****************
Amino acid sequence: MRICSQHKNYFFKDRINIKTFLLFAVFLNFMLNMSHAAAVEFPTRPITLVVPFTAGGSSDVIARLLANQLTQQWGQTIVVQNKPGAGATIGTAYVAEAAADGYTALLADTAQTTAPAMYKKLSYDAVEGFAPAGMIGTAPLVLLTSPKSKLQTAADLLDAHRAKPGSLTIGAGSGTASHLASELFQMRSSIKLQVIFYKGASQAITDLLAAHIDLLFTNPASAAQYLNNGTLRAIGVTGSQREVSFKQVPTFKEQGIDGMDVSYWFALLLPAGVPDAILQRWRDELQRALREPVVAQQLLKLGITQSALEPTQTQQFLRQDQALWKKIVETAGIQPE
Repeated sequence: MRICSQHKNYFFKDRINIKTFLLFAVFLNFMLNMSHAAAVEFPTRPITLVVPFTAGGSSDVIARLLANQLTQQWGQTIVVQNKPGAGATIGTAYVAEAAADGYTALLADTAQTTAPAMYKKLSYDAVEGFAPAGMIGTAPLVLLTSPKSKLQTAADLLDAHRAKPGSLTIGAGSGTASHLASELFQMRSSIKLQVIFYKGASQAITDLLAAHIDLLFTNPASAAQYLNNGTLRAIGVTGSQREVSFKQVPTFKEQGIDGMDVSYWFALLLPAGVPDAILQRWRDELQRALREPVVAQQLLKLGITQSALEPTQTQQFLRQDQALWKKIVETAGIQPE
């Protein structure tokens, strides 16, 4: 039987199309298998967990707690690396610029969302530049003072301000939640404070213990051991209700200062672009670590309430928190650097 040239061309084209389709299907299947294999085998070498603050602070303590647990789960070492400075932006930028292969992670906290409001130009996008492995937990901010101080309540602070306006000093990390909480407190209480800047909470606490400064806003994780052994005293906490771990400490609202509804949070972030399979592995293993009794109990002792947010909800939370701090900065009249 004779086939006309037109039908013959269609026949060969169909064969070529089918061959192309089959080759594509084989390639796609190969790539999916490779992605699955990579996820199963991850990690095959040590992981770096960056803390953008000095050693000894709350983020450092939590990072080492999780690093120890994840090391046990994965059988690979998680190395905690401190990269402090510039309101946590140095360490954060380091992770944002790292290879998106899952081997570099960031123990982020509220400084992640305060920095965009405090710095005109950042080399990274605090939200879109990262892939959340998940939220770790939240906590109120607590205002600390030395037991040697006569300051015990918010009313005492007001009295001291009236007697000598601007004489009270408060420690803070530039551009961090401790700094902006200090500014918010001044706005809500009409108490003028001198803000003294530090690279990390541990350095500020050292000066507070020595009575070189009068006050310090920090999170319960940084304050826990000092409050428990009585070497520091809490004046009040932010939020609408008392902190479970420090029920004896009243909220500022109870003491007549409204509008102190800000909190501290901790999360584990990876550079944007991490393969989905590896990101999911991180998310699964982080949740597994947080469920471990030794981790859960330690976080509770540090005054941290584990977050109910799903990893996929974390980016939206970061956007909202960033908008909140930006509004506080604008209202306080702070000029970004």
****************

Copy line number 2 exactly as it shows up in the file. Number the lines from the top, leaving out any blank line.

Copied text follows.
Repeated sequence: MRICSQHKNYFFKDRINIKTFLLFAVFLNFMLNMSHAAAVEFPTRPITLVVPFTAGGSSDVIARLLANQLTQQWGQTIVVQNKPGAGATIGTAYVAEAAADGYTALLADTAQTTAPAMYKKLSYDAVEGFAPAGMIGTAPLVLLTSPKSKLQTAADLLDAHRAKPGSLTIGAGSGTASHLASELFQMRSSIKLQVIFYKGASQAITDLLAAHIDLLFTNPASAAQYLNNGTLRAIGVTGSQREVSFKQVPTFKEQGIDGMDVSYWFALLLPAGVPDAILQRWRDELQRALREPVVAQQLLKLGITQSALEPTQTQQFLRQDQALWKKIVETAGIQPE